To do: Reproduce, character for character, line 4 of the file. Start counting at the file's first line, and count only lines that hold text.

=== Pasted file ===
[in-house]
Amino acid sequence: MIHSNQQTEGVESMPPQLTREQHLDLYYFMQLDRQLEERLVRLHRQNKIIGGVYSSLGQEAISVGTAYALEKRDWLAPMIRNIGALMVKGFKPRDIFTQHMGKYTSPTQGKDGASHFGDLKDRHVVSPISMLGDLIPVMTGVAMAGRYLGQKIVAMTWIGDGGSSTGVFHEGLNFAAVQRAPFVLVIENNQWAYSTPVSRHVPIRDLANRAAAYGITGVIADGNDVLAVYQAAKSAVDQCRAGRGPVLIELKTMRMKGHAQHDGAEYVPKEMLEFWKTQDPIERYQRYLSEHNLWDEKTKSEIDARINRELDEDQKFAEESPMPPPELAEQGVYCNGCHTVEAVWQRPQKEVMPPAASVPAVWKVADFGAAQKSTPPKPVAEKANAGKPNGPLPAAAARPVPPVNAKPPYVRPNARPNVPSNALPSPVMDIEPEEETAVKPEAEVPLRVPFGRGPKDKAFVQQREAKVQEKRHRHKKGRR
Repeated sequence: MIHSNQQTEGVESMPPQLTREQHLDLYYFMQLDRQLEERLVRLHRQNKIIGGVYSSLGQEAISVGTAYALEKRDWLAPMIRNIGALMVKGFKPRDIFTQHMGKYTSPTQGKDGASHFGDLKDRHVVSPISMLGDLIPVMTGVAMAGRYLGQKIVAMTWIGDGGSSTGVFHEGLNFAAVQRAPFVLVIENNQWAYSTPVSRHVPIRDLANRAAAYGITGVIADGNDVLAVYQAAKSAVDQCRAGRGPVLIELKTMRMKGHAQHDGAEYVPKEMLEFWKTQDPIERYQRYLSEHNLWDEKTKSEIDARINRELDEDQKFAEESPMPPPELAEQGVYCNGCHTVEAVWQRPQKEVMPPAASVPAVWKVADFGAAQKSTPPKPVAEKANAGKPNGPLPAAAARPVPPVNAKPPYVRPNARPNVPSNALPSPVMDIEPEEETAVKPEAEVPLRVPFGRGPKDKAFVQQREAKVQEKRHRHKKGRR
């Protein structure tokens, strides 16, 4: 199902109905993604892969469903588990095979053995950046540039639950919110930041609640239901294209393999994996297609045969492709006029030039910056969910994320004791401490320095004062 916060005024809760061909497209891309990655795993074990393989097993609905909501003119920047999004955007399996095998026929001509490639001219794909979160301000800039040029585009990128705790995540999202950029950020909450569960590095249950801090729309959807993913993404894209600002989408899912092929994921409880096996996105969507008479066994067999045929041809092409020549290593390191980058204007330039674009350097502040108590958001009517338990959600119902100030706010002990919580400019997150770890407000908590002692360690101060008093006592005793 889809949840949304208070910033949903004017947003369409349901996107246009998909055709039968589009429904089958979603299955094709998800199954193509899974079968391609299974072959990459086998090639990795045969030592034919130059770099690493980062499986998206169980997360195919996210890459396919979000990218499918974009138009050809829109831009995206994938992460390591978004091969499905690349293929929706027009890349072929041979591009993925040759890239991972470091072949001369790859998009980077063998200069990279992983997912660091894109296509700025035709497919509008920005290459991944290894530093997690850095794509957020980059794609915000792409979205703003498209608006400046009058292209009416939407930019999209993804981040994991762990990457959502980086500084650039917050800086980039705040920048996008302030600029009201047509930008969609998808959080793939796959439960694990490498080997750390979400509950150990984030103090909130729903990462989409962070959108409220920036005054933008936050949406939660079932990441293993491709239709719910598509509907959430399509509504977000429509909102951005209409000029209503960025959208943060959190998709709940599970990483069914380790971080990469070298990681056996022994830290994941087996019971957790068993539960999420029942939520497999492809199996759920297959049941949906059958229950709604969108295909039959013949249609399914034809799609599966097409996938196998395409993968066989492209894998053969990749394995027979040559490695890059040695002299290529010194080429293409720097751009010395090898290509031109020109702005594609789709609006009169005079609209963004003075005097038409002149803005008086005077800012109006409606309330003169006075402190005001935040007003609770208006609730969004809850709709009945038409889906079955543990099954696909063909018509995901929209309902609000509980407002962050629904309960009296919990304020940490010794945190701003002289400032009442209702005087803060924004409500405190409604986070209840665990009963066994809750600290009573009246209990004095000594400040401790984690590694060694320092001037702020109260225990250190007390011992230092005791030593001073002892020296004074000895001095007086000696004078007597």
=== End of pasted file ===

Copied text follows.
């Protein structure tokens, strides 16, 4: 199902109905993604892969469903588990095979053995950046540039639950919110930041609640239901294209393999994996297609045969492709006029030039910056969910994320004791401490320095004062 916060005024809760061909497209891309990655795993074990393989097993609905909501003119920047999004955007399996095998026929001509490639001219794909979160301000800039040029585009990128705790995540999202950029950020909450569960590095249950801090729309959807993913993404894209600002989408899912092929994921409880096996996105969507008479066994067999045929041809092409020549290593390191980058204007330039674009350097502040108590958001009517338990959600119902100030706010002990919580400019997150770890407000908590002692360690101060008093006592005793 889809949840949304208070910033949903004017947003369409349901996107246009998909055709039968589009429904089958979603299955094709998800199954193509899974079968391609299974072959990459086998090639990795045969030592034919130059770099690493980062499986998206169980997360195919996210890459396919979000990218499918974009138009050809829109831009995206994938992460390591978004091969499905690349293929929706027009890349072929041979591009993925040759890239991972470091072949001369790859998009980077063998200069990279992983997912660091894109296509700025035709497919509008920005290459991944290894530093997690850095794509957020980059794609915000792409979205703003498209608006400046009058292209009416939407930019999209993804981040994991762990990457959502980086500084650039917050800086980039705040920048996008302030600029009201047509930008969609998808959080793939796959439960694990490498080997750390979400509950150990984030103090909130729903990462989409962070959108409220920036005054933008936050949406939660079932990441293993491709239709719910598509509907959430399509509504977000429509909102951005209409000029209503960025959208943060959190998709709940599970990483069914380790971080990469070298990681056996022994830290994941087996019971957790068993539960999420029942939520497999492809199996759920297959049941949906059958229950709604969108295909039959013949249609399914034809799609599966097409996938196998395409993968066989492209894998053969990749394995027979040559490695890059040695002299290529010194080429293409720097751009010395090898290509031109020109702005594609789709609006009169005079609209963004003075005097038409002149803005008086005077800012109006409606309330003169006075402190005001935040007003609770208006609730969004809850709709009945038409889906079955543990099954696909063909018509995901929209309902609000509980407002962050629904309960009296919990304020940490010794945190701003002289400032009442209702005087803060924004409500405190409604986070209840665990009963066994809750600290009573009246209990004095000594400040401790984690590694060694320092001037702020109260225990250190007390011992230092005791030593001073002892020296004074000895001095007086000696004078007597």